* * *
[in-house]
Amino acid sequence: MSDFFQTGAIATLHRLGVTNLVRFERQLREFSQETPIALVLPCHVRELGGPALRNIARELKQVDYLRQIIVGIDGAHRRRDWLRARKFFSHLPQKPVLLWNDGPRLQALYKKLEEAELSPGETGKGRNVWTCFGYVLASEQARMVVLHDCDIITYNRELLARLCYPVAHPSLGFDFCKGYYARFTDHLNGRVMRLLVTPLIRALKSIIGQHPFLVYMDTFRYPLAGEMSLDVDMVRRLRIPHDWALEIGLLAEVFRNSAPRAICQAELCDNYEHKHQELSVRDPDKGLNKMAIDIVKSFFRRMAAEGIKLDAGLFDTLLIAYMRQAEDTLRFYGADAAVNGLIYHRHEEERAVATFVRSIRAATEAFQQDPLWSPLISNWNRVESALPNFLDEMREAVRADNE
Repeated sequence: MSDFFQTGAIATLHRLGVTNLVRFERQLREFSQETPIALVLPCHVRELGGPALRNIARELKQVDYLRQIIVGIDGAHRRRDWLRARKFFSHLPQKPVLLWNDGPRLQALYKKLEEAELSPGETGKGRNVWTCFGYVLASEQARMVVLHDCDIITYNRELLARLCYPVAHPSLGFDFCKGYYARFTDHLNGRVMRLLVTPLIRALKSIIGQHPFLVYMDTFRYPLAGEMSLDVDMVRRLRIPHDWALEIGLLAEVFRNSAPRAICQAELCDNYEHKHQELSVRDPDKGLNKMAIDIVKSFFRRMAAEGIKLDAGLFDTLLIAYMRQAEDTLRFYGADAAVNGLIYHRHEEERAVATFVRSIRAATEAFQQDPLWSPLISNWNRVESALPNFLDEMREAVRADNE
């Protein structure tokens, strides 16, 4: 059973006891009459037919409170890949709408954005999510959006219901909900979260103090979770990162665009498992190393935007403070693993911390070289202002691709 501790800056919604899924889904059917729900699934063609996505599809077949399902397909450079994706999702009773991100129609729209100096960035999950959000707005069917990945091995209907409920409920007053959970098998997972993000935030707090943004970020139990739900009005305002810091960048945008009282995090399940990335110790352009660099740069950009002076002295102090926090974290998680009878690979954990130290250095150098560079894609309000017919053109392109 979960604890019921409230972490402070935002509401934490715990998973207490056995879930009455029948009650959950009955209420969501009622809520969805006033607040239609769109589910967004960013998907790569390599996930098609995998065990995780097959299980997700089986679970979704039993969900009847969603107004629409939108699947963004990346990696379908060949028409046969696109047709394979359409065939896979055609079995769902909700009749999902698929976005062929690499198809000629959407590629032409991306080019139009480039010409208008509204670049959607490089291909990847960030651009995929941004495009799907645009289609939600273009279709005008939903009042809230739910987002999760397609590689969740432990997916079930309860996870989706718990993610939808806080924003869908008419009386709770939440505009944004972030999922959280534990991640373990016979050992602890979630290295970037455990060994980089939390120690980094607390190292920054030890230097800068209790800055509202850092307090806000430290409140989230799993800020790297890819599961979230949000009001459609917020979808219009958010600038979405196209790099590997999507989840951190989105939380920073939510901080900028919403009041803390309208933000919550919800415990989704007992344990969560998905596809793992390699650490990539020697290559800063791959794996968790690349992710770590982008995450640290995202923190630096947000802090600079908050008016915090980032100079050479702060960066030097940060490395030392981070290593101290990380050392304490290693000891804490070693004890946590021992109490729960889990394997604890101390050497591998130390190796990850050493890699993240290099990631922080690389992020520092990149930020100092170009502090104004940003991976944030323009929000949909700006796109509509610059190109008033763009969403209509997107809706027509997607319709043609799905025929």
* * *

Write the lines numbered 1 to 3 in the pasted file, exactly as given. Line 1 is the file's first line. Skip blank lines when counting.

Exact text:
[in-house]
Amino acid sequence: MSDFFQTGAIATLHRLGVTNLVRFERQLREFSQETPIALVLPCHVRELGGPALRNIARELKQVDYLRQIIVGIDGAHRRRDWLRARKFFSHLPQKPVLLWNDGPRLQALYKKLEEAELSPGETGKGRNVWTCFGYVLASEQARMVVLHDCDIITYNRELLARLCYPVAHPSLGFDFCKGYYARFTDHLNGRVMRLLVTPLIRALKSIIGQHPFLVYMDTFRYPLAGEMSLDVDMVRRLRIPHDWALEIGLLAEVFRNSAPRAICQAELCDNYEHKHQELSVRDPDKGLNKMAIDIVKSFFRRMAAEGIKLDAGLFDTLLIAYMRQAEDTLRFYGADAAVNGLIYHRHEEERAVATFVRSIRAATEAFQQDPLWSPLISNWNRVESALPNFLDEMREAVRADNE
Repeated sequence: MSDFFQTGAIATLHRLGVTNLVRFERQLREFSQETPIALVLPCHVRELGGPALRNIARELKQVDYLRQIIVGIDGAHRRRDWLRARKFFSHLPQKPVLLWNDGPRLQALYKKLEEAELSPGETGKGRNVWTCFGYVLASEQARMVVLHDCDIITYNRELLARLCYPVAHPSLGFDFCKGYYARFTDHLNGRVMRLLVTPLIRALKSIIGQHPFLVYMDTFRYPLAGEMSLDVDMVRRLRIPHDWALEIGLLAEVFRNSAPRAICQAELCDNYEHKHQELSVRDPDKGLNKMAIDIVKSFFRRMAAEGIKLDAGLFDTLLIAYMRQAEDTLRFYGADAAVNGLIYHRHEEERAVATFVRSIRAATEAFQQDPLWSPLISNWNRVESALPNFLDEMREAVRADNE